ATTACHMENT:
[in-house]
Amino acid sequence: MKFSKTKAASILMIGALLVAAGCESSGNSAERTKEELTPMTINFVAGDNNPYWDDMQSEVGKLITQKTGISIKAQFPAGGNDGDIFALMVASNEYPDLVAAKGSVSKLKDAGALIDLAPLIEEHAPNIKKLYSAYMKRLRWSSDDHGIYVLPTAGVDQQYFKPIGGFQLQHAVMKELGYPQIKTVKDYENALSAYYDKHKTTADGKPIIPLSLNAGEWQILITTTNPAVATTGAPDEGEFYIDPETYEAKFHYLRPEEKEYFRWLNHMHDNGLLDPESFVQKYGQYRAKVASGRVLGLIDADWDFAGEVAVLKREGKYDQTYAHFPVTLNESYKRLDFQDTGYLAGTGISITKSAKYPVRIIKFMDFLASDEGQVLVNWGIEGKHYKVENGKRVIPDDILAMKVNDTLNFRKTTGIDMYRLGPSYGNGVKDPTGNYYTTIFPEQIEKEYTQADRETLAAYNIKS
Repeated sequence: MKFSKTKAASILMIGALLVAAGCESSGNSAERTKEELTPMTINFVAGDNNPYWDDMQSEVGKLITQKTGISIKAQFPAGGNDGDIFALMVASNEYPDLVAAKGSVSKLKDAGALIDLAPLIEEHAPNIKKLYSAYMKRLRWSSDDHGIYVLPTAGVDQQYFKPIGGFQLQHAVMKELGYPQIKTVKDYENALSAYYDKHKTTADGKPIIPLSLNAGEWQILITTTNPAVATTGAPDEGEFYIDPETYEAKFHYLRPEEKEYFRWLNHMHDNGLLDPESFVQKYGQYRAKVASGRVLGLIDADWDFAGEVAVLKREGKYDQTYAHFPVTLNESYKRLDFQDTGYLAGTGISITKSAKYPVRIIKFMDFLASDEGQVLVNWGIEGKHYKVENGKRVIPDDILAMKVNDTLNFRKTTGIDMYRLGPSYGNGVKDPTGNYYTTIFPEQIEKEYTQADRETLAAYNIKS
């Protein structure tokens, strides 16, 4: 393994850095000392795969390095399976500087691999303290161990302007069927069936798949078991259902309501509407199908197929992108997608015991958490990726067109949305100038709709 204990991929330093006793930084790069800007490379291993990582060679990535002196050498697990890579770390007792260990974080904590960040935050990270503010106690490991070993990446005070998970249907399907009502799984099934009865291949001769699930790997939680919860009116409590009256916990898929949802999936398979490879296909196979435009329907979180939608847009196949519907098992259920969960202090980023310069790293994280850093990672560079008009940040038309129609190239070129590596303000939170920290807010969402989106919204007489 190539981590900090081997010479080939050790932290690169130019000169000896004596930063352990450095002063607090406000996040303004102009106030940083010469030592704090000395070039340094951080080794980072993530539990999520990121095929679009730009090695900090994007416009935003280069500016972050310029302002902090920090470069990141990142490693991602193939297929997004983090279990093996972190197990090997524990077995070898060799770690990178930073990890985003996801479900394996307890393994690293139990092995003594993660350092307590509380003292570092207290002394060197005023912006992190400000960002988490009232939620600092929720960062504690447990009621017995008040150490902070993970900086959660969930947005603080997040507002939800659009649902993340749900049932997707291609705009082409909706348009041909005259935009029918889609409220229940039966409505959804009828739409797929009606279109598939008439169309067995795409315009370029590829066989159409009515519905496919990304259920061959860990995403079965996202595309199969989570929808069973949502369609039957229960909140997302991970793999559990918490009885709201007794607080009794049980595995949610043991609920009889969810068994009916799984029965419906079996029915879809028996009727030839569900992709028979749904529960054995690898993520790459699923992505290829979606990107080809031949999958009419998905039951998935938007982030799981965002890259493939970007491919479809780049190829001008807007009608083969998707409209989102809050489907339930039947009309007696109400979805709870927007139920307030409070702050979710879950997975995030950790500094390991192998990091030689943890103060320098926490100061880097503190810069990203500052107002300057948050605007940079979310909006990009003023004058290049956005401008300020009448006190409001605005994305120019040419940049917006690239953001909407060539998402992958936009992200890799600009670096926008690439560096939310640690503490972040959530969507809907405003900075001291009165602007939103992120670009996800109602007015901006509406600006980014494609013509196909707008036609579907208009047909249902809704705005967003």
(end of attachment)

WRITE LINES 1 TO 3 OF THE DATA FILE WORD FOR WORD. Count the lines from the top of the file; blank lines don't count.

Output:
[in-house]
Amino acid sequence: MKFSKTKAASILMIGALLVAAGCESSGNSAERTKEELTPMTINFVAGDNNPYWDDMQSEVGKLITQKTGISIKAQFPAGGNDGDIFALMVASNEYPDLVAAKGSVSKLKDAGALIDLAPLIEEHAPNIKKLYSAYMKRLRWSSDDHGIYVLPTAGVDQQYFKPIGGFQLQHAVMKELGYPQIKTVKDYENALSAYYDKHKTTADGKPIIPLSLNAGEWQILITTTNPAVATTGAPDEGEFYIDPETYEAKFHYLRPEEKEYFRWLNHMHDNGLLDPESFVQKYGQYRAKVASGRVLGLIDADWDFAGEVAVLKREGKYDQTYAHFPVTLNESYKRLDFQDTGYLAGTGISITKSAKYPVRIIKFMDFLASDEGQVLVNWGIEGKHYKVENGKRVIPDDILAMKVNDTLNFRKTTGIDMYRLGPSYGNGVKDPTGNYYTTIFPEQIEKEYTQADRETLAAYNIKS
Repeated sequence: MKFSKTKAASILMIGALLVAAGCESSGNSAERTKEELTPMTINFVAGDNNPYWDDMQSEVGKLITQKTGISIKAQFPAGGNDGDIFALMVASNEYPDLVAAKGSVSKLKDAGALIDLAPLIEEHAPNIKKLYSAYMKRLRWSSDDHGIYVLPTAGVDQQYFKPIGGFQLQHAVMKELGYPQIKTVKDYENALSAYYDKHKTTADGKPIIPLSLNAGEWQILITTTNPAVATTGAPDEGEFYIDPETYEAKFHYLRPEEKEYFRWLNHMHDNGLLDPESFVQKYGQYRAKVASGRVLGLIDADWDFAGEVAVLKREGKYDQTYAHFPVTLNESYKRLDFQDTGYLAGTGISITKSAKYPVRIIKFMDFLASDEGQVLVNWGIEGKHYKVENGKRVIPDDILAMKVNDTLNFRKTTGIDMYRLGPSYGNGVKDPTGNYYTTIFPEQIEKEYTQADRETLAAYNIKS